My name is Zach Hoyt and I now live in Piercefield, NY,in the Adirondacks.  I lived and worked at a nonprofit organization called St. Francis Farm in Orwell, NY from 2001 to 2022.  In 2017 I  was lucky enough to be interviewed by Craig Evans as part of his DVD set Old-Time Conversations Volume 6.  For more information about the series and to see a teaser video that tells a bit about life at the farm please follow the link below:


I always enjoyed woodworking and had wanted to learn to build instruments since I was a kid.  I finally got started at age 18 in 2004 when I built my first mountain dulcimer out of birch ply, following a plan in a book.  From there I started building solid wood dulcimers and then branched out into hammered dulcimers and harps.  In 2005 I bought an old tenor banjo at a flea market and made a 5 string conversion neck for it.  In 2008 I began my first mandolin, then I started building banjos in 2009.  Fiddles came in 2011, followed by resonator guitars in 2013, acoustic guitars in 2014 and my first cello in 2015.

In 2007 the farm bought a sawmill and since then some of my instruments have been built with wood that came from trees cut on the farm.  I’ve been selling instruments online on Craigslist since 2006 and  Banjo HangOut and Etsy since 2009.  In early 2016 I decided it was time to put together my own website so that all of my in-stock instruments and custom options could be seen in one place.  I am new to website design and maintenance so if you find broken links or other issues please let me know.

If you’re in the area and would like to visit and see the instruments in person you are welcome to do that.  I am usually available Monday-Saturday, days and evenings, by appointment.  Email is the best way to reach me since I don’t carry my phone most of the time, but I check my email regularly and do my best to reply promptly to messages.  Below is my email address for all inquiries:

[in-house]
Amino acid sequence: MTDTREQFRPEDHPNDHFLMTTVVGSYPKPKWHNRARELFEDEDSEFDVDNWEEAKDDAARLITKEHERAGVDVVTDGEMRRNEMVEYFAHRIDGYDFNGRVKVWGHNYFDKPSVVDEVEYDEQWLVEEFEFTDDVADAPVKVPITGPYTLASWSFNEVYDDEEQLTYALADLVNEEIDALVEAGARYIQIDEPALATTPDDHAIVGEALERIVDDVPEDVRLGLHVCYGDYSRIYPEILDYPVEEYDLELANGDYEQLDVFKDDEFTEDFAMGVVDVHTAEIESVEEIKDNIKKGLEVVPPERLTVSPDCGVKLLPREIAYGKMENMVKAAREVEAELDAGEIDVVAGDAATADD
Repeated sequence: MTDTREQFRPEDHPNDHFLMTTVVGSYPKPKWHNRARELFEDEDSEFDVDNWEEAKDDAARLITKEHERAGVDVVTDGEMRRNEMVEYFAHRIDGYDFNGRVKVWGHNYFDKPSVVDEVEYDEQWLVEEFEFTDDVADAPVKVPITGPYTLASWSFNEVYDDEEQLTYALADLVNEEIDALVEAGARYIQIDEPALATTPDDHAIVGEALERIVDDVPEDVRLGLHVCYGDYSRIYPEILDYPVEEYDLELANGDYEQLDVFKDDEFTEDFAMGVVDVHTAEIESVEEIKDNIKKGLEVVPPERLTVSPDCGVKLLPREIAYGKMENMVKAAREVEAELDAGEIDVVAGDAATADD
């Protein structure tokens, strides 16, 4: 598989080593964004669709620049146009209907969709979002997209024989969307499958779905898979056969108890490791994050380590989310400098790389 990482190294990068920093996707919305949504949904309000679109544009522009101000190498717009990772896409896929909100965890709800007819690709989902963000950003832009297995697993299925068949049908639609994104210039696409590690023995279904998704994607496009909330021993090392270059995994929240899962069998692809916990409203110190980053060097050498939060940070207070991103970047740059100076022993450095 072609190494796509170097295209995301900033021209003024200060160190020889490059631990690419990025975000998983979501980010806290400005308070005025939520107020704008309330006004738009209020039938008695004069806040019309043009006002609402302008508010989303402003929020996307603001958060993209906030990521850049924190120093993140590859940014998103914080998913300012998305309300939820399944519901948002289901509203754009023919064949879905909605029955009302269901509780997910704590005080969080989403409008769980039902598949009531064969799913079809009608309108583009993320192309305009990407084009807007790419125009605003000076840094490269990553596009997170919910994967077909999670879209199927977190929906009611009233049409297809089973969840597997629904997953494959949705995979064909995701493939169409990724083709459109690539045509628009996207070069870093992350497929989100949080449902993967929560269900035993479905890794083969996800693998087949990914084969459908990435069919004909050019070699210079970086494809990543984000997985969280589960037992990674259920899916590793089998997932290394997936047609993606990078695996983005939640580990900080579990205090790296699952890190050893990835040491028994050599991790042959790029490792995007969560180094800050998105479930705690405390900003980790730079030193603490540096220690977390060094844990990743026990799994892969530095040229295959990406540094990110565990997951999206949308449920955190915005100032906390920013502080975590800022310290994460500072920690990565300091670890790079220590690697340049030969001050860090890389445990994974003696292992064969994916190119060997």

and my  address is:

Zachary Hoyt
354 Main St

PO Box 168

Piercefield NY 12973

14 thoughts on “About

  1. Scott Green says:

    I am the proud owner of Zach’s 3rd banjo. It has surpassed my expectations in quality and sound over the years. On occasion I stop by the farm to visit with Zach and continue to marvel at his latest instruments and consistently find him to be one of the nicest, most humble individuals, always willing to share his knowledge and answer your questions. Some say that part of the maker resides in the soul of the instruments they create….well I’m blessed to have met the maker of mine and call him a friend.

    Scott Green


  2. Lorie Jo says:

    Zachary made a beautiful, tear drop dulcimer from cherry and I am beyond delighted and proud to have it, to treasure it. She has a beautiful and clear voice! Zachary comes highly recommended.


  3. john bange says:

    I have Zachary’s #99 maple banjo. The quality of construction is only surpassed by the clear and loud voice. I’m a nylon string player and the nylgut strings do nothing to quiet it down.
    I am very happy with my new banjo.


  4. hoytbanjos says:

    I’ll get it made today, it’ll take a couple of days to get the finish done and then it’ll be ready. If you email me your zip code I’ll look up the shipping cost and send a PayPal invoice with the correct shipping, and including the armrest, or if you’d rather do it another way that’s fine too, just let me know. Thank you very much.


  5. Brian Osborne says:

    Received my cello banjo from Zach, what a different and enjoyable banjo this is! There are a few different definitions of “cello” so just to clarify, this one is tuned to open G and one octave lower. So you could call this an “octave banjo”, the same way the octave mandolin is an octave below the standard mandolin tuning.

    The bass from this is strong, surprisingly so. So is the sustain, which is no surprise given the weight of this thing. And it has good volume, which also surprised me, I’ve heard the Gold Tone cello banjo and I don’t think it’s as strong as this one. You can’t really tell from the pictures, but it’s _big_. The neck is a bit thicker, so takes a bit getting used to, as does the thickness of the strings. Not a bluegrass banjo!

    The banjo has a very nice look, with brass and gold contrasting with the dark brown walnut. It is not “fancy” but the brass dots, the “gold” parts, and the bronze strings all look very nice together.

    Really enjoying mine, and very glad I bought this!


  6. john bange says:

    I now have #107 to go along with my #99. It has the same quality and attention to detail as my 1st Hoyt banjo.
    #107 is a C scale, 10″ pot with a 19 3/4″ scale. To me, it is a banjo/ukulele and is tuned GDGBE. I wanted a hard case for my banjolele and I found that the Gold Tone Mini BG case fits perfectly.
    I remain totally thrilled with my Hoyt instruments and cannot recommend the too highly.


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